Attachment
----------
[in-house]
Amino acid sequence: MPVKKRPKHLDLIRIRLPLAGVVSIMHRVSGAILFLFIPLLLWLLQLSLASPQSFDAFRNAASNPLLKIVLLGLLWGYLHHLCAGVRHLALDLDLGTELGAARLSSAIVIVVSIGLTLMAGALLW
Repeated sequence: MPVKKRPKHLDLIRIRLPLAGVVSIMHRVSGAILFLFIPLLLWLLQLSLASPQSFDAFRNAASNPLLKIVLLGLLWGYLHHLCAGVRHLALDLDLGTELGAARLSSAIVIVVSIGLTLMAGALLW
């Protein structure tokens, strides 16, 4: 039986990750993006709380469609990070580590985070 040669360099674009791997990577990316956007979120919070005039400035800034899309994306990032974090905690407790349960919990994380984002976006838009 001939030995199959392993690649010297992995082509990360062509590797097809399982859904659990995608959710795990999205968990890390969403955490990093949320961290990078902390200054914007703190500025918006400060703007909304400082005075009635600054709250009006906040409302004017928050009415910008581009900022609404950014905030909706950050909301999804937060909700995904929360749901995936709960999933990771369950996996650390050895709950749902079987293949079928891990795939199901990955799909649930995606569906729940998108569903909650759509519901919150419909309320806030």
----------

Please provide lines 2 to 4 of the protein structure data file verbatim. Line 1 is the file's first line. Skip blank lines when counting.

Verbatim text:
Amino acid sequence: MPVKKRPKHLDLIRIRLPLAGVVSIMHRVSGAILFLFIPLLLWLLQLSLASPQSFDAFRNAASNPLLKIVLLGLLWGYLHHLCAGVRHLALDLDLGTELGAARLSSAIVIVVSIGLTLMAGALLW
Repeated sequence: MPVKKRPKHLDLIRIRLPLAGVVSIMHRVSGAILFLFIPLLLWLLQLSLASPQSFDAFRNAASNPLLKIVLLGLLWGYLHHLCAGVRHLALDLDLGTELGAARLSSAIVIVVSIGLTLMAGALLW
């Protein structure tokens, strides 16, 4: 039986990750993006709380469609990070580590985070 040669360099674009791997990577990316956007979120919070005039400035800034899309994306990032974090905690407790349960919990994380984002976006838009 001939030995199959392993690649010297992995082509990360062509590797097809399982859904659990995608959710795990999205968990890390969403955490990093949320961290990078902390200054914007703190500025918006400060703007909304400082005075009635600054709250009006906040409302004017928050009415910008581009900022609404950014905030909706950050909301999804937060909700995904929360749901995936709960999933990771369950996996650390050895709950749902079987293949079928891990795939199901990955799909649930995606569906729940998108569903909650759509519901919150419909309320806030």